The nurse in Edinburgh c.1760-1860: the impact of commerce and professionalisation
Mortimer, Barbara Elizabeth
MetadataShow full item record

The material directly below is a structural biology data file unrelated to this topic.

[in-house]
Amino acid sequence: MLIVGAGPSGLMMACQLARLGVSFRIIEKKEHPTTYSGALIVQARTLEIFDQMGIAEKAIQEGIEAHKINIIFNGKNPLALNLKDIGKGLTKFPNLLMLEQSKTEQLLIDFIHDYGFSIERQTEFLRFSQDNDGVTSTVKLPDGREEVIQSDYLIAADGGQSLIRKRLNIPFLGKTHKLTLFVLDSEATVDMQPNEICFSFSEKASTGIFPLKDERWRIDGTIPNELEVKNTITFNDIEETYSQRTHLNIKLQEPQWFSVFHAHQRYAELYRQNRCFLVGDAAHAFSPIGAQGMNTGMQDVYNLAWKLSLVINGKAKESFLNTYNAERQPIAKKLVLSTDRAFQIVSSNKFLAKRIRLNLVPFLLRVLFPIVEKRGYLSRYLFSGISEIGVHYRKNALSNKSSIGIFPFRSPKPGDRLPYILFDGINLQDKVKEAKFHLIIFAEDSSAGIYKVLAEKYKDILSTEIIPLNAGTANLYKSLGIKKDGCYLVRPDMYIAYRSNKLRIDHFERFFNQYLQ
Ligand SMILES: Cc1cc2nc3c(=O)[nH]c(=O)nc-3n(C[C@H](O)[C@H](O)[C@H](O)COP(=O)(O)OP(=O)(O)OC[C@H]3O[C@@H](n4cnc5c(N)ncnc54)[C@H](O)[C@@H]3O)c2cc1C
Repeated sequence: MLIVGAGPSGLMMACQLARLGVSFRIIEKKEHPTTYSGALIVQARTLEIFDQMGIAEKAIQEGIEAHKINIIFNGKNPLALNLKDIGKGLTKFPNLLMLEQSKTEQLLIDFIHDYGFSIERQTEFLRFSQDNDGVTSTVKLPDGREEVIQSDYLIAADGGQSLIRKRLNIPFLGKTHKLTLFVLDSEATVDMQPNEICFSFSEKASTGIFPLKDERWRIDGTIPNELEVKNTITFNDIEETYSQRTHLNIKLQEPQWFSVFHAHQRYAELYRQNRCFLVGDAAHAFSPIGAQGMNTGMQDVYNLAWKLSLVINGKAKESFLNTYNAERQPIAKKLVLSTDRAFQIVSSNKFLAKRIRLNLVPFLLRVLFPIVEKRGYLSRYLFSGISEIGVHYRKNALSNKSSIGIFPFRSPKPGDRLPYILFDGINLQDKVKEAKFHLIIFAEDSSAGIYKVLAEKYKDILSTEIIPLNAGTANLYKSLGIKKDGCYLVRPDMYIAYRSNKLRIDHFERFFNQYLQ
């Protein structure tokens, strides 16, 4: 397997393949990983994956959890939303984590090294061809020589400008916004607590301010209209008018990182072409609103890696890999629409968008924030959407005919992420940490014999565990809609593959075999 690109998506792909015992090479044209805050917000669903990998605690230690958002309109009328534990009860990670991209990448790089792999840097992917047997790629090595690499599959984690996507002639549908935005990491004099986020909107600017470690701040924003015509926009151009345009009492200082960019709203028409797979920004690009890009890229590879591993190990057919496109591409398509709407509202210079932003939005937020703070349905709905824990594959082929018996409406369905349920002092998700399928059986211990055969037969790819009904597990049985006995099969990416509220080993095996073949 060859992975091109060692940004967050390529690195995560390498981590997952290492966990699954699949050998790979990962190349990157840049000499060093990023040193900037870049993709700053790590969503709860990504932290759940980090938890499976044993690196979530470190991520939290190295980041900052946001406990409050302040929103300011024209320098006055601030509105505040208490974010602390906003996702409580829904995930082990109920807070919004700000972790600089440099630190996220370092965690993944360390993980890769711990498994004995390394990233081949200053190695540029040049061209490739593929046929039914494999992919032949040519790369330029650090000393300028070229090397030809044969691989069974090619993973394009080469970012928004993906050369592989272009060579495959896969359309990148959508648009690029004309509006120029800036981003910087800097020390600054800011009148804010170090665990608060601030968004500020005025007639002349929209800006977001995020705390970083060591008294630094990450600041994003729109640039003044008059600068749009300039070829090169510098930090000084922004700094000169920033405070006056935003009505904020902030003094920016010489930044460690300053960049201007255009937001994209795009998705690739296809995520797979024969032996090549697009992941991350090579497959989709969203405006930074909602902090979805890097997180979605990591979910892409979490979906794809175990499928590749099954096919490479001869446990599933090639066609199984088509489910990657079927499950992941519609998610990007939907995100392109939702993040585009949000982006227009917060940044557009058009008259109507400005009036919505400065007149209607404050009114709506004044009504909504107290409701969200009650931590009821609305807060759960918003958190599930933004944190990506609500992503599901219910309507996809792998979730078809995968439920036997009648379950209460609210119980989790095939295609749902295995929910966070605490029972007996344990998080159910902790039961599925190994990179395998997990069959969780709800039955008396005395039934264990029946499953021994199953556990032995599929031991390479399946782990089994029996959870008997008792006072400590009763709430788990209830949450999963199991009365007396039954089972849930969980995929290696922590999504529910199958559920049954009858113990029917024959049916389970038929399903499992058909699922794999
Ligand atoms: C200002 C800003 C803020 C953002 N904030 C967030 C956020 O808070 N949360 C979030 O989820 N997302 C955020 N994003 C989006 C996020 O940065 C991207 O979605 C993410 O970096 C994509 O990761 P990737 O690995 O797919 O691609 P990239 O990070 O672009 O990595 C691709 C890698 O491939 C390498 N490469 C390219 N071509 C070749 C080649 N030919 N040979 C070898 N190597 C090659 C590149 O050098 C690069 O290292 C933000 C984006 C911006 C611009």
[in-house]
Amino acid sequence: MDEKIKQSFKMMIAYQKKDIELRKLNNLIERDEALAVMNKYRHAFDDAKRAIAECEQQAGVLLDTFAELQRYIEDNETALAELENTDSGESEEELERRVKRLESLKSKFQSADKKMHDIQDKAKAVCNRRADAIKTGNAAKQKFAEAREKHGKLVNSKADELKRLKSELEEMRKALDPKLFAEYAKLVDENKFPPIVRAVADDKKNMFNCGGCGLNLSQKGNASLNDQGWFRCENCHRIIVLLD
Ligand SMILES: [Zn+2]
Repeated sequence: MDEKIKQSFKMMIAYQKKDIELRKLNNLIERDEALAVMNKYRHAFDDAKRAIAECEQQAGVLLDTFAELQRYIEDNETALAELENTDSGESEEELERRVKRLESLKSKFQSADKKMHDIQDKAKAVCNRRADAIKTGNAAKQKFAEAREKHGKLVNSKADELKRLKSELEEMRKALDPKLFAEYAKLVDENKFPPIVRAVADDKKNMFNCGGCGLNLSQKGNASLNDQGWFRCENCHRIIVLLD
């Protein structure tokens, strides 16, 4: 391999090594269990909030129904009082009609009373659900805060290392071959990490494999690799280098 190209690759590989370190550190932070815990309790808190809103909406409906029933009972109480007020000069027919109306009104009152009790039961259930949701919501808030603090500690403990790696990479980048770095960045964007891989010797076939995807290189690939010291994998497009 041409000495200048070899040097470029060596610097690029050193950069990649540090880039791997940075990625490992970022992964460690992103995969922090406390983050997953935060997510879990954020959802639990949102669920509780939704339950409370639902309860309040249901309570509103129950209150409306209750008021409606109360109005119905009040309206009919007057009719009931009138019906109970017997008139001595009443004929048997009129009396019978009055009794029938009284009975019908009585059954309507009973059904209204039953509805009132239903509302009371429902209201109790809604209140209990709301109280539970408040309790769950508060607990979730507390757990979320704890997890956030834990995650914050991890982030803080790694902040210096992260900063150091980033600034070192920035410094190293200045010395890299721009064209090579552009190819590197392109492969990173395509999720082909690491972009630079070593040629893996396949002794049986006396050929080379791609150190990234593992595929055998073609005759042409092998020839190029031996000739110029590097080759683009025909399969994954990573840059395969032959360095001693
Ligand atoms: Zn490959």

This study investigates the lives, work and organisation of independent nurses who worked in mid nineteenth century Edinburgh. Little was known of women in this occupation as no systematic study of women engaged in nursing prior to the introduction of formal nurse training has yet been attempted. The research focus lies around 1851 and 1861, the period that preceded the introduction of modern nurse training to the city in 1872. Important earlier developments are traced from the mid -eighteenth century.Demographic data gathered from the enumerators books of the census of Edinburgh and Leith of 1851 and 1861 confirm that the majority of nurses were women. The data also reveal several sub -divisions among `nurses' in the city. Three groups of practitioners have been selected for close study. The principal group comprises nurses who lived and worked independently in the city. Two other groups are included as their lives extend understanding of some aspects of the careers of independent nurses. These two groups are the independent midwives, whose numbers were diminishing in Edinburgh at this time, and finally nurses and midwives who worked in institutions, a location where their lives were controlled by others.' Biographies of individual nurses have been constructed using a wide range of sources. The nurses for whom the richest data have been collected belonged to the upper working class and the lower middle class. Their lives were organised and stable and they were able to assist their children prepare for careers of similar status. The biographies provide a rich resource from which to prepare a detailed portrait of this occupational group.The study of these nursing careers is set in the context of the history of women's work, Scottish history, the history of nursing and the history of Scottish medical professionalisation.The dominant influence that impacted on the careers of elite independent nurses was the power of commerce in a market for luxury services in the city. A second significant factor was the professionalising activities of medical men. These were most visible in the contracting opportunities for independent midwives and the expanding opportunities for independent nurses. Thirdly, the most lucrative workplace for the independent nurses was in the homes of the middle and upper classes of the city. In this setting women of superior status closely supervised nurses and they were required to conform to the moral standards of the middle class home. These three influences were applied in an environment of presbyterian probity where gendered roles were an accepted norm. They affected the selected groups of nurses with varying intensity but all three forces are traced in each setting.The study is focussed in Edinburgh, a unique Scottish city throughout this period. The medical school and the doctors associated with it were of national and international stature. Patients were attracted from Britain and overseas to consult such eminent men as James Syme and James Young Simpson. Medical care could be described as a local industry. The city was unique in that so much medical activity was focused there. However the opportunities available to nurses in Edinburgh were repeated in other cities where rich patients and their families sought out reputable doctors and both parties needed the assistance of a nurse to complete the pattern of care.